Okocha Obasi: Making waves

3 Mins read

He is the Leeds Arts University student who recently assisted on a Vivienne Westwood shoot that graced the pages of Vogue, and the voice of BAME artists in Leeds — one of many under-represented cultures in the art industry.

At the age of 21, Okocha Obasi — better known to his peers as Kocha — is making waves in a society dominated by white culture, with his diverse London roots at the heart of his campaign for change.

Coloured photography image by Kocha, capturing a rebellious youth after a night of drinking and clubbing.

Kocha’s latest work depicting club culture and the escapism it offers

“Living in London my whole life I was brought up around so many different cultures and understood the importance of learning different perspectives from others,” he told Artefact. “I then went to university in the north, which at first was weird for me as the majority of students are white.”

After living in a city where art schools such as Central Saint Martin’s are a hub for diversity, he was surprised to find Leeds provided little or no platform for ethnic minority artists; a theme he feels is relevant across many universities outside of London. “I think many ethnic groups are underrepresented and allowing these groups to have a platform to express and have creative freedom is important to me as a developing creative.”

Promotional poster for the "Where Are You From" exhibition

Promotional poster for the Where Are You From exhibition [Instagram: Okocha Obasi]

On May 132017, Kocha led Where Are You From, an ethnic creative cast exhibition and discussion, which shed light on the issues surrounding ethnic minority artists trying to get their work into the industry. “As part of the show I had a panel discussion shedding light on racial issues in the creative world and university grounds,” he reflects.

Kocha believes that constructing a space where people can learn other perspectives, struggles and strengths is key for creating empowerment in the digital era, “I find many people would rather post online than converse in public spaces, but by making people listen and share in public places, we efficiently allow a way for people to learn and understand meaningfully,” he explained.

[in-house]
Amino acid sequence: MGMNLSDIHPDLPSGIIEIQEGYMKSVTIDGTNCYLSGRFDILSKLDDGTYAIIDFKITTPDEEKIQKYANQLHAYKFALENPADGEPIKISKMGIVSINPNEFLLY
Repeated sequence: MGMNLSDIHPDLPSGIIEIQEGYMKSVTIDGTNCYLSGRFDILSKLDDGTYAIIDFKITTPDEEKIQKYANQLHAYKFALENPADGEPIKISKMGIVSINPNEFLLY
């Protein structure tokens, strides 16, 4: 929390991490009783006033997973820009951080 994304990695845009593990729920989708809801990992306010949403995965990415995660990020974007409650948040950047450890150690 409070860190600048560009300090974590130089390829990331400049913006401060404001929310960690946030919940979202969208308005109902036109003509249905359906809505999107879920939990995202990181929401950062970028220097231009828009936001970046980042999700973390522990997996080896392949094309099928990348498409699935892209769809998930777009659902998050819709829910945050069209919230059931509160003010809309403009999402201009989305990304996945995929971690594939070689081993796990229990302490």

For Kocha, the belief that the underrepresented should have a stage and voice remains one of his key inspirations: “No one should be left out based on their background,” he says, “people need to be judged on their pure talent and what they can offer to the world.”

It was this ideology that led to his creation of the first Black History Month exhibition at Leeds Arts University, which, although open since 1846, had never offered the opportunity for BAME artists to exclusively show their work. “This goes back to my point about university being under-representative of other cultures. It’s almost like if nobody complains, it’s not a problem,” he said.

Images from Kocha's collection 'Dance Culture', showing the aftermath of drunken takeaway, a rebellious youth and black and white club image of a male dancing

One of Kocha’s images capturing the clubbing scene and dance culture

It was due to the success of the Where Are You From exhibition that the student union reached out to Kocha, asking him to create an event for Black History Month. “I put forward the idea of an art exhibition, which will now be a yearly run event ran by the first ever African/Caribbean society.” The response was overwhelmingly positive, offering a platform that gave a voice and power from a pool of diverse talent.

His strong criticism about the lack of understanding and encouragement towards BAME students at universities have left Kocha believing that change is now in the hands of young people and students themselves: “We need more BAME artists in professional spaces, and this can only change if we inspire more black artists,” he continues. “University is the place people go to become a professional, but if these universities are always going to be white, the industry’s level of diversity will not change.” For Kocha, the first step towards this change could be the introduction of racial quotas, ensuring all ethnic groups are represented.

Kocha’s most recent collection captures dance culture, depicting the club scene and the freedom it offers from a seemingly hay-wire world: “These spaces are being attacked and manipulated by political parties, which we should be conscious of,” he explains.

“These spaces are important as they preserve an essence of freedom, especially in youth culture.”He draws similarities to the carnival culture of the 16th and 17th century, “they acted as a vessel for providing society [with] a space for cathartic experiences.”

When reflecting on the impact he has since joining Leeds Arts University, it is clear that Kocha is the voice that society and the educational system needs to hear more of. He is an individual who signifies strength and a revolution, which pours out through the passion he applies to both his work and social causes.

“It reminds me that change is always possible if you speak up,” he says — an ethos we should all remember to carry with us.





Images courtesy of  Okocha Obasi 

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